This has been a lucky week for us; two of our friends from the blogging community passed on awards to us. Tom – “The fishing guy” who is recovering from Angioplasty operation gave us the ‘Friends’ award to us.

Chris, an avid wildlife photographer passed on the ‘Van Gogh’ award to us.

We thank both Tom and Chris and dedicate this post to them as a gesture of our friendship and also wish Tom a speedy recovery.

Now coming to the post – this time we feature the Mountain Hawk Eagle (MHE) , which is a large raptor found all across South Asia. While it is a widespread resident, we can assure you that sighting them in Southern India is extremely rare and photographing them even rarer.

As we were driving through the Nagarhole Wildlife Sanctuary, we suddenly spotted a raptor , which was feeding on something on the ground amongst thick grass. At first glance, we thought that it was a Changeable Hawk Eagle . However, on closer observation we realised that it was a MHE that was feeding on a Malabar Giant Squirrel carcass . And, we found it to be within the minimum focusing distance of the 300 f2.8 lens mounted with the 2X Teleconvertor.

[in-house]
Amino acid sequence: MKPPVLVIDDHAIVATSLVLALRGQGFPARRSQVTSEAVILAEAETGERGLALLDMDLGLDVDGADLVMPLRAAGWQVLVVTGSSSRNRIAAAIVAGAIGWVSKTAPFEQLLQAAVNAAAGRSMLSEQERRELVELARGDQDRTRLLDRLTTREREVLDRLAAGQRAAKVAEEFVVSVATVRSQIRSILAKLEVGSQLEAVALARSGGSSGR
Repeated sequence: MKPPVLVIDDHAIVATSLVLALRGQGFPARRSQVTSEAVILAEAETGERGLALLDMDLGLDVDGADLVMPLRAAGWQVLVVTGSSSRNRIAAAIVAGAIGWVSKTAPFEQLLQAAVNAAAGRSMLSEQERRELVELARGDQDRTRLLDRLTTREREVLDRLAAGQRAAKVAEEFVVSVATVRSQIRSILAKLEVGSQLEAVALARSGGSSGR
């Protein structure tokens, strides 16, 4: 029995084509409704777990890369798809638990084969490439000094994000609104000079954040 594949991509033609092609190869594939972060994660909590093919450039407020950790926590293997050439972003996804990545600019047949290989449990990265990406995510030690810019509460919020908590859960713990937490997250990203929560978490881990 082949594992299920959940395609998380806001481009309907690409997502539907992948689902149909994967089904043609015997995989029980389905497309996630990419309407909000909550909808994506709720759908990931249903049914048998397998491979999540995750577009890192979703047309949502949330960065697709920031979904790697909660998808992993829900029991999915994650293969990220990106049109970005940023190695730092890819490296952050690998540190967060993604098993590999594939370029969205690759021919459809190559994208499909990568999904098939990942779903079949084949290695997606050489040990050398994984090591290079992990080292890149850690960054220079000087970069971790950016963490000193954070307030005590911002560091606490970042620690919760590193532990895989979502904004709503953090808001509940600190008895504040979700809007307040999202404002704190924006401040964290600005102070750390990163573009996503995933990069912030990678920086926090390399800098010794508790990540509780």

The MHE didn’t want to let go of its breakfast and thereby gave us the opportunity to photograph it from close quarters. All images are eye-level shots handheld (using a tree trunk for support) on the D300 with the Nikon 300mm f2.8 lens mounted with the 2X Teleconvertor.

This image of the MHE directly looking at me was taken at f8, 1/30s, 0EV, ISO 800

This left side profile image was taken at f8, 1/50s, 0EV, ISO 800

This right side profile image was taken at f8, 1/100s, -1.7EV, ISO 800

This image was taken at f8, 1/160s, -1.7EV, ISO 800

And finally this side profile highlighting the beautiful crest of the MHE was taken at f8, 1/100s, -1.7EV, ISO 800

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